Coleman State Park at last! It was just a mile away from my goal, and I was more than ready for water when I got there. The park was deserted except for me and a lone motorcyclist. I dropped my pack & trekking pole on a picnic table & made a beeline for the nearest faucet. I filled my bottle & drank it straight down, savoring shade & water. A faint cell signal let me text my family that I was nearly done. My daughter sent a joyous message back a few moments later. In the patchy world of cell phone service in Coos County, there’s a faint signal at Coleman and no signal at all at the lodge a mile away.
Twenty minutes later, I was at Sportsman’s Lodge. I let Roger know I was back, told him I needed no dinner service, and went straight upstairs for a shower, clean clothes, and some rest. I felt utterly exhilarated.
We’ve had a good evening here, watching the Sox game. Linda and Roger treated me like an honored guest. Corey, a neighbor whom I met at last year’s CT gathering, greeted me like an old friend & wanted to hear about the hike. We all chatted, criticized our pitcher (Buchholz tonight), & put up with dogs & cats vying for attention. I called it a night after 5 or 6 innings, as did Corey.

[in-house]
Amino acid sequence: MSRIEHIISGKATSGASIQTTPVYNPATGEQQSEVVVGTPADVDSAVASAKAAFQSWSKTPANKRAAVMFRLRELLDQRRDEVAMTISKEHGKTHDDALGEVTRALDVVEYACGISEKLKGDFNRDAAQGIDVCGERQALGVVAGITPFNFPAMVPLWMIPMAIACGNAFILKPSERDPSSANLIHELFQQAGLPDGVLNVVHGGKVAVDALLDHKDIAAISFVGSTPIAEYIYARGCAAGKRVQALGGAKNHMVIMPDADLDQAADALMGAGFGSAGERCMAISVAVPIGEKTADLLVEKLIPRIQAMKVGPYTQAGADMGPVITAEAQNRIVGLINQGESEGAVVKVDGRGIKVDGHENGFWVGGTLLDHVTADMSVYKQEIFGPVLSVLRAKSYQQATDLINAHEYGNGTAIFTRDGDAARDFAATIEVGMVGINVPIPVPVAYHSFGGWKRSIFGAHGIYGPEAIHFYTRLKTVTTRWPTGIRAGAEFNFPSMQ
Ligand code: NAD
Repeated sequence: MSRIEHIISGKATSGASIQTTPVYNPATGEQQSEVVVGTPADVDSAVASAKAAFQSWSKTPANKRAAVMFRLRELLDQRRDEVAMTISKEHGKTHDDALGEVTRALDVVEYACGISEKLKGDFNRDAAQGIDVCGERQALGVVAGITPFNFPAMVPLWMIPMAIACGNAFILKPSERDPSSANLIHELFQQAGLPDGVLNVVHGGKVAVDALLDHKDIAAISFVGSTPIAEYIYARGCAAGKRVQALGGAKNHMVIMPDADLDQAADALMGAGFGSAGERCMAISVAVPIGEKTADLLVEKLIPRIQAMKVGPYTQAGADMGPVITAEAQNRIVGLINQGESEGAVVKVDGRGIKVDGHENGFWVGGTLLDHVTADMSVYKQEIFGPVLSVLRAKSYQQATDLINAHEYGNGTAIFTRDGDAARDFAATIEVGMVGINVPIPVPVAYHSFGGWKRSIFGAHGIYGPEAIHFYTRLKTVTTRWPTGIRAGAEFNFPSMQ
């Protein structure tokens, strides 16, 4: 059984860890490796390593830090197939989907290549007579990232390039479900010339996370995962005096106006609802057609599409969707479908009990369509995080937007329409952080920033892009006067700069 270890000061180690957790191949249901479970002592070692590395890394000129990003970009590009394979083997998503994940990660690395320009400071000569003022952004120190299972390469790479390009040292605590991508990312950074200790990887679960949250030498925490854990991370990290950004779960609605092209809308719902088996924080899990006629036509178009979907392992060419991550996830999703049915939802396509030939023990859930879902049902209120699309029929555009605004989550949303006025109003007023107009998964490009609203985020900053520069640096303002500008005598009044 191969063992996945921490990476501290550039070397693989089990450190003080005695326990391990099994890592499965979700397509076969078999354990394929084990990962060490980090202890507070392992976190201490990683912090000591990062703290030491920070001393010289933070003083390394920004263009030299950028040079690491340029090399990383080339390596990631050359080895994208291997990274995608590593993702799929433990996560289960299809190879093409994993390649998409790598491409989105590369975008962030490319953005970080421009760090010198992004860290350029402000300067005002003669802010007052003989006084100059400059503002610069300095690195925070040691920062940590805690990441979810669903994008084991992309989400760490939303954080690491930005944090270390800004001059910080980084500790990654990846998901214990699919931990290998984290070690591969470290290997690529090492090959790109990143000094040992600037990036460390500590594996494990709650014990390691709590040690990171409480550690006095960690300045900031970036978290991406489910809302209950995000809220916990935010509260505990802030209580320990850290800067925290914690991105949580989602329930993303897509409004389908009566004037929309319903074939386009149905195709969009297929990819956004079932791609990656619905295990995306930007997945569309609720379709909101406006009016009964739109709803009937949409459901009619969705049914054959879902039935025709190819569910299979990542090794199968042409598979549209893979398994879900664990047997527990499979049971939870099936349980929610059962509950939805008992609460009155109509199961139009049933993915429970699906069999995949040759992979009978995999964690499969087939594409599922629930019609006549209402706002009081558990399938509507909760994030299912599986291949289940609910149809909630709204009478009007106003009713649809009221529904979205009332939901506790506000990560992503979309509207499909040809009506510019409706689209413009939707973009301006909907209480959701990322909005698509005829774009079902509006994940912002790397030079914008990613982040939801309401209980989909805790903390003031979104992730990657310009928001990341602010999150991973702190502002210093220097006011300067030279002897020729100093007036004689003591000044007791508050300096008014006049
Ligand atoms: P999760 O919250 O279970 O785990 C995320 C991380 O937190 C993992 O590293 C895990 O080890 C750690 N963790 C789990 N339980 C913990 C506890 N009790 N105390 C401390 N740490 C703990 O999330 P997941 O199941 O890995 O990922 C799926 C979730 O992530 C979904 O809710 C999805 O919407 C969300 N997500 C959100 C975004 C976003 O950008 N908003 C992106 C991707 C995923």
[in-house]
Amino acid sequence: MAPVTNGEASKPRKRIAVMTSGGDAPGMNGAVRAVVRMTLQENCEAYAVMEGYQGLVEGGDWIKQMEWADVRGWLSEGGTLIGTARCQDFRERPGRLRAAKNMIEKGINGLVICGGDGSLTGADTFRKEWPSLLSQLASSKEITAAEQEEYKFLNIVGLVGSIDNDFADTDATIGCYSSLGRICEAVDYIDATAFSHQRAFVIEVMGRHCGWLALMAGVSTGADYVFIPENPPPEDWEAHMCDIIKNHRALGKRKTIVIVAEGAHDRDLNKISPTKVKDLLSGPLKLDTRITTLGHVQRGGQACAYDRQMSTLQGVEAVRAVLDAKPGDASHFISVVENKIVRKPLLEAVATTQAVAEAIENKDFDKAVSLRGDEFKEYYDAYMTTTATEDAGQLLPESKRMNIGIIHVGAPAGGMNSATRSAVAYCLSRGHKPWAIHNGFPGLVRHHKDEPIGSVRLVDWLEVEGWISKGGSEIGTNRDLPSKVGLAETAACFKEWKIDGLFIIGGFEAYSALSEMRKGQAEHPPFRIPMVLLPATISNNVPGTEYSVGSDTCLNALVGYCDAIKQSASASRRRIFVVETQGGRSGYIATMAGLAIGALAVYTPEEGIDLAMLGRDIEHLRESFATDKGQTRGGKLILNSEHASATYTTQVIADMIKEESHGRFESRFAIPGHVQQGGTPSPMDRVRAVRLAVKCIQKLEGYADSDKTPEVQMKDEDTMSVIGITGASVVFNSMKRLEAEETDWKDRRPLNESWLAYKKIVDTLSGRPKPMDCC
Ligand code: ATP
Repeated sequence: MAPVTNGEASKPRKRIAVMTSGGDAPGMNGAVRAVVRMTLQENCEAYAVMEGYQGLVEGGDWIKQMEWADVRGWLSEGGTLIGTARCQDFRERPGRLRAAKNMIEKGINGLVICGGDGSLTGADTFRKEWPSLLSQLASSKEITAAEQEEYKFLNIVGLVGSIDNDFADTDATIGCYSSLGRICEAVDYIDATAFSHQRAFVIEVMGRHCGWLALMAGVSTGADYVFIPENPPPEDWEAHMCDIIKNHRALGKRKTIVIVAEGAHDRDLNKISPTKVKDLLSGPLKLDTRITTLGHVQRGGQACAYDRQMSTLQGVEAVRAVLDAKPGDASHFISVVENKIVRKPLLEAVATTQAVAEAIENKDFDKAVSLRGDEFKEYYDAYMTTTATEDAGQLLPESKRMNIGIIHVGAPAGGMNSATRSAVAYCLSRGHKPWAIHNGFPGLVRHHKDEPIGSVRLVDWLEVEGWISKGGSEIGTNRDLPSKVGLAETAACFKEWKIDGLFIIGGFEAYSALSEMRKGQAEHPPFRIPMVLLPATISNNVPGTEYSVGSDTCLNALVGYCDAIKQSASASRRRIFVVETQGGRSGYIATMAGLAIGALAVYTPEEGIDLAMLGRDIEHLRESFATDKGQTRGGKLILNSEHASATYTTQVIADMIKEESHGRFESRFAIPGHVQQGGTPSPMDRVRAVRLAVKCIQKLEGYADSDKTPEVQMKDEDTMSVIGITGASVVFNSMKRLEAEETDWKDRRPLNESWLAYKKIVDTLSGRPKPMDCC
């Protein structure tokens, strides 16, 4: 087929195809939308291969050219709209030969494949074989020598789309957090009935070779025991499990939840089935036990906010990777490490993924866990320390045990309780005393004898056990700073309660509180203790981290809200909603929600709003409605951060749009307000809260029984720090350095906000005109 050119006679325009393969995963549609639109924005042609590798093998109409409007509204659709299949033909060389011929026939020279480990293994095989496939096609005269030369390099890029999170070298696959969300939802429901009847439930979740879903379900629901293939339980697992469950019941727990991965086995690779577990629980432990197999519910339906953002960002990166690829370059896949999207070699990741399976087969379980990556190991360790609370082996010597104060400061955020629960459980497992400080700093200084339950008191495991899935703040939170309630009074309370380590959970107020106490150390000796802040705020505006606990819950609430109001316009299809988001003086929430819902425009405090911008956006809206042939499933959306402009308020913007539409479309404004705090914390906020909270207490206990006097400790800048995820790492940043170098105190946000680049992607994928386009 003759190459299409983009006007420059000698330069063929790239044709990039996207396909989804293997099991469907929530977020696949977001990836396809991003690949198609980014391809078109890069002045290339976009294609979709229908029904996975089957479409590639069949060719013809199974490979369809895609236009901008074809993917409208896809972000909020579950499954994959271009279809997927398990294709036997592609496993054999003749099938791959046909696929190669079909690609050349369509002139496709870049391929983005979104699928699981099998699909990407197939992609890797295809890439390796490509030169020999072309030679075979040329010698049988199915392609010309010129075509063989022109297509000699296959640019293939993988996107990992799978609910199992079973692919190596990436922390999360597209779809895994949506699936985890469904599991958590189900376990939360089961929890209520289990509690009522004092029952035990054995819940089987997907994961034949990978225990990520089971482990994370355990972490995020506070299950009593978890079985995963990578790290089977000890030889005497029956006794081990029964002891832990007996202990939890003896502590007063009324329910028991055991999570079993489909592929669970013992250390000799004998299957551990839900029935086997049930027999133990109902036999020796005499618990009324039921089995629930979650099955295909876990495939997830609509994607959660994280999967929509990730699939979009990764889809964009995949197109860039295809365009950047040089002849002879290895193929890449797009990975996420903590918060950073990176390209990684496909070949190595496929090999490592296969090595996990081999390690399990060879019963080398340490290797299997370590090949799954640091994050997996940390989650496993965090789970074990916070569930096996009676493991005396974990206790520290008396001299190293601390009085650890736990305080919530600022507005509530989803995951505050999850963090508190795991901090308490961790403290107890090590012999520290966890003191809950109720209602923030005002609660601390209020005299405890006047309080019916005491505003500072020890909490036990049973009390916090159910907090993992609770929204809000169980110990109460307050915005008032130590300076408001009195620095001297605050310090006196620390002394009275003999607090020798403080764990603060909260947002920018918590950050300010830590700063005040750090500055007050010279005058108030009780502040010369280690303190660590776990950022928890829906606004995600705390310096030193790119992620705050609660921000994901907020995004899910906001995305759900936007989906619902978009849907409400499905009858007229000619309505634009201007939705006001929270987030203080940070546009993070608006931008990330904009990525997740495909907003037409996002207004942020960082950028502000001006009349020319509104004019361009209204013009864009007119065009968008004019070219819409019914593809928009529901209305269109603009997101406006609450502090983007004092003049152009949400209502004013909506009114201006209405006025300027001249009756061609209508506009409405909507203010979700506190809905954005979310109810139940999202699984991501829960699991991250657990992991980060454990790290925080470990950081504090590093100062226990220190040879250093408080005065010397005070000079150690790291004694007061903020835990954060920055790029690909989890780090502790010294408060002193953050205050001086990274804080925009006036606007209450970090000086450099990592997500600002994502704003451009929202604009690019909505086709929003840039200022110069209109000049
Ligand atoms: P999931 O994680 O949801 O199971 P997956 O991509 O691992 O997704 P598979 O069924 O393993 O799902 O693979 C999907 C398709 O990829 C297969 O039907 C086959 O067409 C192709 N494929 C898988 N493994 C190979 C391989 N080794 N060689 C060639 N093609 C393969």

My inventory of bodily damage from this escapade actually amounts to a short list.
Toes: A few discolored toenails. Nothing I haven’t seen before.
Sunburn: during one stop along the way today, I was alarmed to see little blisters in patches on my shins. I’ve got sunburn over sunburn. I didn’t bother with sunscreen today because I figured I’d only sweat it off within the hour. I now have a painful reminder to USE it hourly, if necessary. I intend to lecture my kids about this. (They’ll ignore me. At their age, I didn’t want to hear it, either.)
Left knee: An arthritic joint, to be sure, now sore to the point where I need a pillow under it when I lie down. Nothing new. Naproxen & rest will help.
Tomorrow: laundry, reading, review my photos, and maybe do some kayaking (with lots of sunscreen) on Big Diamond Pond. The day after that, my husband will be here to pick me up and get his first look at the area.
Let’s see: 17 to 19 miles for today, depending on the relative accuracy of Google Maps & my own calculations. Actual one-way CT mileage from lodge to border, including spurs to lodging, & including 2 miles between Coleman SP & Tumble Dick Notch, comes to 51 miles. That excludes the work on the trails with Lainie, since it was road walking on US 3 that got me to the border. These calculations are for the benefit of all those people in my life who will only want to know how far – how many – how long. It all amounts to 85 miles altogether in 8 days of walking, if anyone asks.
It’s been three years from idea to fruition for this trip. From here, right now, it seems that it all went by in a flash.